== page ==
Show ex­plores Rauschen­berg’s spir­i­tual jour­ney

China Daily (USA) - - LIFE | CULTURE - By LIN QI

In June, Bei­jing-based artist Qiu Zhi­jie and his stu­dents of ex­per­i­men­tal art from the Cen­tral Academy of Fine Arts staged a live per­for­mance at the Ul­lens Cen­ter for Con­tem­po­rary Arts.

The show at the gallery, lo­cated in the city’s 798 art dis­trict, was a trib­ute to the late Amer­i­can artist Robert Rauschen­berg whose works were then on dis­play there. The per­form­ers used many props made of tra­di­tional rice pa­per from Jing county in East China’s An­hui prov­ince that he had vis­ited in the 1980s.

That show, Some­where Only We Know, is the in­spi­ra­tion for an on­go­ing ex­hi­bi­tion of con­tem­po­rary art at a Bei­jing mall. The ex­hi­bi­tion has artists show­ing their paint­ings, sculp­tures, in­stal­la­tions and other mixed-me­dia works to fur­ther ex­plore the idea of Tao­hua Yuan Ji.

Tao­hua Yuan Ji (The Records of Peach Blos­som), is a 5th-cen­tury fa­ble from which the ti­tle of the ear­lier per­for­mance and the cur­rent ex­hi­bi­tion emerged. The story de­scribes a fish­er­man’s chance dis­cov­ery of Tao­hua Yuan, a vil­lage where peo­ple live in har­mony with na­ture and are se­cluded from the out­side world.

The June per­for­mance re­called Rauschen­berg’s visit to the county — an in­spir­ing trip lead­ing to his later cre­ations just like the fa­ble’s cen­tral char­ac­ter.

Qiu, whois a cu­ra­tor of the present ex­hi­bi­tion and whose works are also on dis­play here, says the ex­hi­bi­tion cel­e­brates the short his­tory of Black­Moun­tain Col­lege in the United States that Rauschen­berg at­tended in the late 1940s.

The col­lege opened in 1933 at a rel­a­tively quiet coun­try­side site in North Cal­i­for­nia and op­er­ated for 24 years. Its ex­per­i­men­tal na­ture helped to launch the ca­reers of many of its stu­dents like Through Dec 8. 2F, World Fi­nan­cial Cen­ter, 1 East Third Ring Mid­dle Road, Bei­jing. Rauschen­berg who had a last­ing in­flu­ence on the US con­tem­po­rary art since the end ofWorldWar II.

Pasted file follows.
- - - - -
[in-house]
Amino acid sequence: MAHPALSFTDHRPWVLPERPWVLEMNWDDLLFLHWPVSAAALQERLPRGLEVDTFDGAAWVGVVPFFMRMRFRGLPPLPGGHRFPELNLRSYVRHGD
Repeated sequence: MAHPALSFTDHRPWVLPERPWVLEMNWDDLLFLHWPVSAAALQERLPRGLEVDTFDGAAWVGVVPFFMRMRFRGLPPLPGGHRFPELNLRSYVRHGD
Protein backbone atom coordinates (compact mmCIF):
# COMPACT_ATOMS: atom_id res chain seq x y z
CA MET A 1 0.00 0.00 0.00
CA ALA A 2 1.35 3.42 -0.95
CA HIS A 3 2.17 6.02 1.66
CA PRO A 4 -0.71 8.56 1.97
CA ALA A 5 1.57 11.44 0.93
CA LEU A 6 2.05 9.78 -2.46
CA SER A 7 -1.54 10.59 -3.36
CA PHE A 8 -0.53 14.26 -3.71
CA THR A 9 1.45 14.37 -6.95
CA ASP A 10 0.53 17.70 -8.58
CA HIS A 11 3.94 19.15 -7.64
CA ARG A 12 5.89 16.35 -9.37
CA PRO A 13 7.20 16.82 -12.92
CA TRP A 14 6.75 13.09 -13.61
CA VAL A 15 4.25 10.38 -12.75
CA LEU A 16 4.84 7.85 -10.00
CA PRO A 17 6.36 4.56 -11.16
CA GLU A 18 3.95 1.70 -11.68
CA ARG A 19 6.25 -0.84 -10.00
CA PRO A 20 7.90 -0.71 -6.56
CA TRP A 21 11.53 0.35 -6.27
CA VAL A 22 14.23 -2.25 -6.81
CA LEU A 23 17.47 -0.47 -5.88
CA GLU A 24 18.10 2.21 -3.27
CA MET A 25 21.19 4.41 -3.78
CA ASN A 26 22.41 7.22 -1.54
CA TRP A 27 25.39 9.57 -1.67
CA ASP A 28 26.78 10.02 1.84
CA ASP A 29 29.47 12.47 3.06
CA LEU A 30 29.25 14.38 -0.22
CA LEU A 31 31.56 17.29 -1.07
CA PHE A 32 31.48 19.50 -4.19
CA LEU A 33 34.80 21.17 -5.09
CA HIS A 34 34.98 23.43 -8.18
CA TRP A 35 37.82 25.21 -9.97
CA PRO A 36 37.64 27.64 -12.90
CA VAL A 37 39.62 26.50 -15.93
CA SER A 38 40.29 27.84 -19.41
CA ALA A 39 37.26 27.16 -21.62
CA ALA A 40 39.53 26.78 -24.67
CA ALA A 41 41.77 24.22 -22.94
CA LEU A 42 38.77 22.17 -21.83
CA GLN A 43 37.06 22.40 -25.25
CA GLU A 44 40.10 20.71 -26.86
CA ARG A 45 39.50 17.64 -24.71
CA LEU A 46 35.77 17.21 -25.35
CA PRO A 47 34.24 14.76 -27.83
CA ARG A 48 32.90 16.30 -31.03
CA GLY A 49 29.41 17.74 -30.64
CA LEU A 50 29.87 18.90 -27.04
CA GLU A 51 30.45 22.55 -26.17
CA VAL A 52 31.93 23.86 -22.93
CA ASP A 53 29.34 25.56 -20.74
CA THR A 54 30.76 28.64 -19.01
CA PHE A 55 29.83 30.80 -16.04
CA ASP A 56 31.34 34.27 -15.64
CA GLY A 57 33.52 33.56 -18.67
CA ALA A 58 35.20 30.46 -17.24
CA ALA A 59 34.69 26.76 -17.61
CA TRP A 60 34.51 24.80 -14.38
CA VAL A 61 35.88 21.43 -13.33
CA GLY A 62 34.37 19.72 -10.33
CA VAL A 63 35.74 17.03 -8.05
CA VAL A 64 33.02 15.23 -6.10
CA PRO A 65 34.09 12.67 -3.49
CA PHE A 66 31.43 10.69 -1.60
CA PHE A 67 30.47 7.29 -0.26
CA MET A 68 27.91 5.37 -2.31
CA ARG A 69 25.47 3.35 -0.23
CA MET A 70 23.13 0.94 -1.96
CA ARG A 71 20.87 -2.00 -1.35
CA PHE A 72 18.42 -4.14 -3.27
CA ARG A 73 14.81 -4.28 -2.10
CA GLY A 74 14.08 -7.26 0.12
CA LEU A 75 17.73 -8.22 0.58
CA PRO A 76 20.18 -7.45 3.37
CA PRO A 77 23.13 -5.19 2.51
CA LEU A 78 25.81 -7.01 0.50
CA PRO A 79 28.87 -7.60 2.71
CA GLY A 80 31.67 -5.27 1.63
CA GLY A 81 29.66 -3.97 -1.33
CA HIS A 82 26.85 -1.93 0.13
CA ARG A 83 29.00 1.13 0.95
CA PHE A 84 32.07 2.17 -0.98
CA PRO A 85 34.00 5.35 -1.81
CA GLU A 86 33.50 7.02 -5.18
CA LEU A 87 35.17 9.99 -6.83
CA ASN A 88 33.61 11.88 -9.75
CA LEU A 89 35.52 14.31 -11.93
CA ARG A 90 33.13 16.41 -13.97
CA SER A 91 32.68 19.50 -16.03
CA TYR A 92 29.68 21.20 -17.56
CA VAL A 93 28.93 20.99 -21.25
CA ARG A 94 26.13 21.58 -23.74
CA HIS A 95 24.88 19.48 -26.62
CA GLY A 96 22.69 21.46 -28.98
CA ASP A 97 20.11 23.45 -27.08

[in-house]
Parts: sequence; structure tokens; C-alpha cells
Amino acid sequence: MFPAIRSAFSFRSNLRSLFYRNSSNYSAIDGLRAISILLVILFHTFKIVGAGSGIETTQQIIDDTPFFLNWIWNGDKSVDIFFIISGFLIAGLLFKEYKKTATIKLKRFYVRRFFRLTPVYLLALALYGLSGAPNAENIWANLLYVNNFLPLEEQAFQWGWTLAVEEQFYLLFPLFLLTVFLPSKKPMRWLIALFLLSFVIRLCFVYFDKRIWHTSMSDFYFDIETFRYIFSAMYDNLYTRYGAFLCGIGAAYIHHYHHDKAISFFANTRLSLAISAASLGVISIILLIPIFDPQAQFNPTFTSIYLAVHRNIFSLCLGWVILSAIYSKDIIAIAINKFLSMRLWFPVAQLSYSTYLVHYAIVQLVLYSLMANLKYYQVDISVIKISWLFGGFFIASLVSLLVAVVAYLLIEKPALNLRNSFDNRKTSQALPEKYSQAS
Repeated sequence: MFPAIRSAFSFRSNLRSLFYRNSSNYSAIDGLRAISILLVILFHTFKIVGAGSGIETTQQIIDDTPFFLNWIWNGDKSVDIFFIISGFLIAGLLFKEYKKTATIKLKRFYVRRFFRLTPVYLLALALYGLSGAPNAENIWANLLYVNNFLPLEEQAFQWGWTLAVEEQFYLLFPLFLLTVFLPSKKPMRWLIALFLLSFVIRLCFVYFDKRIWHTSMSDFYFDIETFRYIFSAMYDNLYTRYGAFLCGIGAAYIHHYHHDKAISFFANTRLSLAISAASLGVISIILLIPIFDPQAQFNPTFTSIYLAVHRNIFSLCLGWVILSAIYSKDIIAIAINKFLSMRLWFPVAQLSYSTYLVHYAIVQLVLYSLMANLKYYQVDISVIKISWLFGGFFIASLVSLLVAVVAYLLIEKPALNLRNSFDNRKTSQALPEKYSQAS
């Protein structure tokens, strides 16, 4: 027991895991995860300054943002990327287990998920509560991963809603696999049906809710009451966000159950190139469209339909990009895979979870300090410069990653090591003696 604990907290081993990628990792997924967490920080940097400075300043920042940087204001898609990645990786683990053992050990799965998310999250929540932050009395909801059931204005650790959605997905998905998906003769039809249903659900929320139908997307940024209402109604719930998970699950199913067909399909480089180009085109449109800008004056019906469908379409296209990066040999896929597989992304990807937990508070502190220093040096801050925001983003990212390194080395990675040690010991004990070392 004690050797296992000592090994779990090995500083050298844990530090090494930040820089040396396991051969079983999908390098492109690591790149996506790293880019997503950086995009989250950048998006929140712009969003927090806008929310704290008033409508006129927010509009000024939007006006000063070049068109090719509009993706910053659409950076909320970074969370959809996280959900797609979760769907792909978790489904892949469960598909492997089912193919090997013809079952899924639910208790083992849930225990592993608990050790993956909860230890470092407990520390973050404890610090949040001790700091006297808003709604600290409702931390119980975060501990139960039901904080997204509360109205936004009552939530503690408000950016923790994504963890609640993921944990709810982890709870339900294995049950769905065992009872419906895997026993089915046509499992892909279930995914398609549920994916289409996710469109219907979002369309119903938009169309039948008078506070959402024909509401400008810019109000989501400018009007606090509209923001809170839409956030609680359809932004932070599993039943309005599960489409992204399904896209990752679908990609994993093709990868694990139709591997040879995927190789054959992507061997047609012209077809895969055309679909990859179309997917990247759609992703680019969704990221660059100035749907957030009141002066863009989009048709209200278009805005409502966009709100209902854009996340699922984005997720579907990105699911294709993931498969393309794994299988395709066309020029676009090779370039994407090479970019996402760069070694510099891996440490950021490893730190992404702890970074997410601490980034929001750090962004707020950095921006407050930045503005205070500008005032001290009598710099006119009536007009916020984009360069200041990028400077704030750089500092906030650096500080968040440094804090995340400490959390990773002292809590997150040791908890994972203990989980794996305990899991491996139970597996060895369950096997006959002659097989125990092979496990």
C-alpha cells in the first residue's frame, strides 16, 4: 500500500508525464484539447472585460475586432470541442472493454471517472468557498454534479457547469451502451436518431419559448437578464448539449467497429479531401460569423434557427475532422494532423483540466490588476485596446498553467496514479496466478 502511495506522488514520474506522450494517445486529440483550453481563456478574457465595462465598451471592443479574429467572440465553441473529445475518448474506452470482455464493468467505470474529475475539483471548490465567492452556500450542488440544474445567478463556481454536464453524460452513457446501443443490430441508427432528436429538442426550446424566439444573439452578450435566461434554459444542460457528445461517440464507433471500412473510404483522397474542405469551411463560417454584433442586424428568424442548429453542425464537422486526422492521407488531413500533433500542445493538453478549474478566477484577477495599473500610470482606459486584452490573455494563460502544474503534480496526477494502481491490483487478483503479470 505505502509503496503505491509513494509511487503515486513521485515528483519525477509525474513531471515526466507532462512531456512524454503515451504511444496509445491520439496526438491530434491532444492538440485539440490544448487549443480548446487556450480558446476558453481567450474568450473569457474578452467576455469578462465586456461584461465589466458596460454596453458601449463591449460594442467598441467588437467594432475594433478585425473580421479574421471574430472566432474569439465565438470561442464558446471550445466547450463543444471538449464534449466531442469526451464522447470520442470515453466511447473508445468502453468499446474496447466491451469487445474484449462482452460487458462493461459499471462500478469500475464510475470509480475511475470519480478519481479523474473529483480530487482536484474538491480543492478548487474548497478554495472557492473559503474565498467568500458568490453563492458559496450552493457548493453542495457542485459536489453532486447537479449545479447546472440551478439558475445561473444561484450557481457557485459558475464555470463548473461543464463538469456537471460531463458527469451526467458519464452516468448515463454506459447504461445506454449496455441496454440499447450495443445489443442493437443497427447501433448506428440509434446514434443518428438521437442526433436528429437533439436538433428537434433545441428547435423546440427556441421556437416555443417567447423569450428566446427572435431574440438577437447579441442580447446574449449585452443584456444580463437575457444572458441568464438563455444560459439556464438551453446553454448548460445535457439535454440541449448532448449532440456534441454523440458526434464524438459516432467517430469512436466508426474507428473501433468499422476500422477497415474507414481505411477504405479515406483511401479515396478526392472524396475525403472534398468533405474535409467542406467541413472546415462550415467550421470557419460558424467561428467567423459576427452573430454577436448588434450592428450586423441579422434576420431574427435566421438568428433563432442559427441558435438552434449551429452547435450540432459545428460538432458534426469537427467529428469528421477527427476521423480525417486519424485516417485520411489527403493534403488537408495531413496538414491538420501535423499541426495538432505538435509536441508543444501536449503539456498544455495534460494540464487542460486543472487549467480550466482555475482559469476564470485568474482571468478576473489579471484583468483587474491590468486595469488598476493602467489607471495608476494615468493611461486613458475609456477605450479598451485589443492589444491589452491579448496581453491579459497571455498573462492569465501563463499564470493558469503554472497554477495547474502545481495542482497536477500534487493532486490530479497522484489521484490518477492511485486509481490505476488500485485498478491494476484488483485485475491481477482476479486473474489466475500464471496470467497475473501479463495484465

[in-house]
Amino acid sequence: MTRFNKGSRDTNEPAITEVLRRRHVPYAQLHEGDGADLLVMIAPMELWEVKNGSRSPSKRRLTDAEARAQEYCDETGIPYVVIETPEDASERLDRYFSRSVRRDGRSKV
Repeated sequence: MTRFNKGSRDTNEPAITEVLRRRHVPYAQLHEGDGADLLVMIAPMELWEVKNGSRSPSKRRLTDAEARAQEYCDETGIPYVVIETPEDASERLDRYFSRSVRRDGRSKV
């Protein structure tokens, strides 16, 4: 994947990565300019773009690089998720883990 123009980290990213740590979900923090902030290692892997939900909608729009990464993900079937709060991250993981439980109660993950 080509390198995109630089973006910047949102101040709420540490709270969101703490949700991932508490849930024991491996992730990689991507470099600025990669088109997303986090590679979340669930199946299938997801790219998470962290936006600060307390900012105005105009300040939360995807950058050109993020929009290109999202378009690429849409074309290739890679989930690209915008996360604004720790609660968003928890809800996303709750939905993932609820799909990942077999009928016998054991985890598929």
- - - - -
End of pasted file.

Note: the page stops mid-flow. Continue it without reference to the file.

The col­lege was closed at its prime, be­cause of fi­nan­cial con­straints but it is also said to have been a vic­tim of McCarthy­ism, Qiu says.

“At the end of Tao­hua Yuan Ji, the fish­er­man re­vealed the ex­is­tence of the vil­lage to other peo­ple but they couldn’t find it any­more,” he adds.

The dis­play of 32 art­works on another level re­views the trends of thoughts since the avant-garde 1985 art move­mentofChina, among­whose driv­ing forces was Rauschen­berg’s ex­hi­bi­tion at the Na­tional ArtMu­seum ofChina in 1985. It was the ori­gin from which a di­verse art land­scape evolved in the coun­try.

At the start of the present ex­hi­bi­tion on Oct 20, a new art cen­ter, spon­sored by the in­ter­na­tional law firm King & Wood Mallesons and the KWM art fund, was in­au­gu­rated at the World Fi­nan­cial Cen­ter in Bei­jing’s com­mer­cialCBDarea, in a bid to pro­mote con­tem­po­rary art among of­fice work­ers.

The ex­hi­bi­tion is held here.

Han­del Lee, the law firm’s in­ter­na­tional part­ner, says peo­ple to­day live and work un­der huge pres­sures and an art space in the heart of the city will help ease things up.

The ex­hi­bi­tion will in­spire view­ers, many of whom work for more than eight hours a day, to re­con­sider their cir­cum­stances. It may also lead them to pur­chase art, he says. be­ing


The show at KWM Art Cen­ter in Bei­jing is a trib­ute to late US artist Robert Rauschen­berg.

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